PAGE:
Why the struggles of the climate and LGBTQIA+ movements are deeply connected
LGBTQIA+ people recognise that the same forces that attack our communities are also the ones who are exhausting the planet, say Queers4ClimateNL.
While states fail to act comprehensively on what is the biggest crisis humanity faces, a diverse group of queer activists came together on the evening of 2 September to found a new initiative. Several people from the frontline of climate breakdown in Mongolia and India shared their experiences of climate breakdown over a vegan, partly dumpster-dived meal at a social center in Amsterdam.
After dinner, the relationship between climate breakdown and the realities of LGBTQIA+ people on the frontlines were discussed and Queers4Climate became a reality. We framed the problem as follows: Climate breakdown is of huge risk to everyone, but it has a disproportionate effect on already marginalised communities. This is what makes it a queer issue.
The Appetiser: What’s queer about climate justice?
We are dedicated to bring about system change in the way we deal with climate change, and to contribute to the climate movement regarding its queerness, intersectionality, and inclusiveness.
LGBTQIA+ people should care because hard-fought rights, freedom and equality are harder to achieve or defend in a society which faces the damaging effects of climate breakdown. As many scientists and now also the UN Human rights chief warn, climate breakdown is the biggest threat to human rights. Societal collapse leads to all sorts of disorder, violence and human rights abuse. Historically, marginalised communities are often scapegoated and further marginalised in these instances. Already, LGBTQIA+ people of colour at the forefront of climate change related disasters, conflicts, and displacements face disproportionate hardships.
We also share the sense of urgency expressed by others in the climate movement, but we relate to it differently. LGBTQIA+ people who face systematic oppression recognise that the same forces that attack our communities are also the ones who are exhausting the planet. We are aware that our struggles are connected, and that our survival depends on our solidarity with each other—no one is free until we all are.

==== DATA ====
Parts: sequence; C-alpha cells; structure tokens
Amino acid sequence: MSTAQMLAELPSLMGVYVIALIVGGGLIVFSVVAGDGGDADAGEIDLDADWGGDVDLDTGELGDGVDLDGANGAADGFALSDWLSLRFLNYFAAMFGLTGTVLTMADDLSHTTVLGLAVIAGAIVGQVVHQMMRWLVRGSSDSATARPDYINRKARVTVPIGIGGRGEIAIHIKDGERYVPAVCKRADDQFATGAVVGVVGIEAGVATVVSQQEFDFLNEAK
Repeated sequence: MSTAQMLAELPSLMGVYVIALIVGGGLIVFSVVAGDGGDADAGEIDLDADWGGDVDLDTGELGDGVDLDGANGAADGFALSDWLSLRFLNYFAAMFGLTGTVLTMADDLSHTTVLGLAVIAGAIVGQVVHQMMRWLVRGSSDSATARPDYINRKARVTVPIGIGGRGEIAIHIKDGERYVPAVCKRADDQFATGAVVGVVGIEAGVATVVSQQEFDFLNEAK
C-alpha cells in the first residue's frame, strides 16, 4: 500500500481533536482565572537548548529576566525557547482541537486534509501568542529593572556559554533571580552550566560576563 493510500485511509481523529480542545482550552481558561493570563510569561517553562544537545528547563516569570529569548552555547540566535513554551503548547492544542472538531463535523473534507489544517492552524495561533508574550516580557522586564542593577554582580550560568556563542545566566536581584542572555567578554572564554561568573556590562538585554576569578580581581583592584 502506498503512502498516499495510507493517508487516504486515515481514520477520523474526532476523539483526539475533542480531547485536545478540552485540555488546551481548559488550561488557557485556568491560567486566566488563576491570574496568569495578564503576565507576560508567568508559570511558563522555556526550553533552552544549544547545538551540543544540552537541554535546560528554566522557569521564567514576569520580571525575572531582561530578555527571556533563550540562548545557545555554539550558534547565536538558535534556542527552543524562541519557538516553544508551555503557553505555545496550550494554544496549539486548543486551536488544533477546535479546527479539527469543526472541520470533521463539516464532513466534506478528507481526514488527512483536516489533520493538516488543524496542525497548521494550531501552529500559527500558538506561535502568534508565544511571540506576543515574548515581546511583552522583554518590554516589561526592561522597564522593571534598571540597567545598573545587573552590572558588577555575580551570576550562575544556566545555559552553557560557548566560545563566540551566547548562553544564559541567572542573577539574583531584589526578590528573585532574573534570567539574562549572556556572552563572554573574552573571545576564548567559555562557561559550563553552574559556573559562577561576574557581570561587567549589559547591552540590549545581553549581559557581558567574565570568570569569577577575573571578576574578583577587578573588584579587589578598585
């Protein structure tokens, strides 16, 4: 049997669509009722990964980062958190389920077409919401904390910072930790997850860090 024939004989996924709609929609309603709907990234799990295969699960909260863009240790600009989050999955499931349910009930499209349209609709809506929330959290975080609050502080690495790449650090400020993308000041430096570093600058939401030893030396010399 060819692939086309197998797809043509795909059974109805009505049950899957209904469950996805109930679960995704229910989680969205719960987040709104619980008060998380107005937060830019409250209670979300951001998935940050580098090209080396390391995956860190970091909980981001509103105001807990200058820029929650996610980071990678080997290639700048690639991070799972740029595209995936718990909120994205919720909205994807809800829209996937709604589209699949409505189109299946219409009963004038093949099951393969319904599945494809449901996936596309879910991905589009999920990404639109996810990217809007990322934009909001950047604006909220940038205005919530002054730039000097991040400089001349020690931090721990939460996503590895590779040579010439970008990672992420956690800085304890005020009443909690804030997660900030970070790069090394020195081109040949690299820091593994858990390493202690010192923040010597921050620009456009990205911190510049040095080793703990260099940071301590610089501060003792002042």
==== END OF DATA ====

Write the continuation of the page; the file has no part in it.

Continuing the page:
The Main Course: How many queers does it take to stop climate breakdown?
We quickly divided up into groups and discussed narratives, outreach and mobilisation, and aesthetics for organising a Queer Bloc during the Climate Strike on September 27, in The Hague (the final day of an unprecedented global week of protest for climate action). Over fierce discussions, we came to the conclusion that we must invite all LGBTQIA+ people and allies who are able to take to the streets. Therefore we are dedicated to provide a safer space for LGBTQIA+ people to protest, where they can come as they are, but also to practice care and solidarity.
The Desert: Who wants a Queer New Deal?
With much enthusiasm we came back together for desert and to discuss future steps. Since the climate strike will not immediately stop climate breakdown, we are determined to make our engagement sustainable. Many will join the Rebel Without Borders action week which takes place from October 6-14, worldwide and other events which deserve a queer bloc. Also, we need to advocate for solidarity and intersectionality when taking action on climate change. In all these moments we need the world to know: "We’re here! We're queer! System change is near!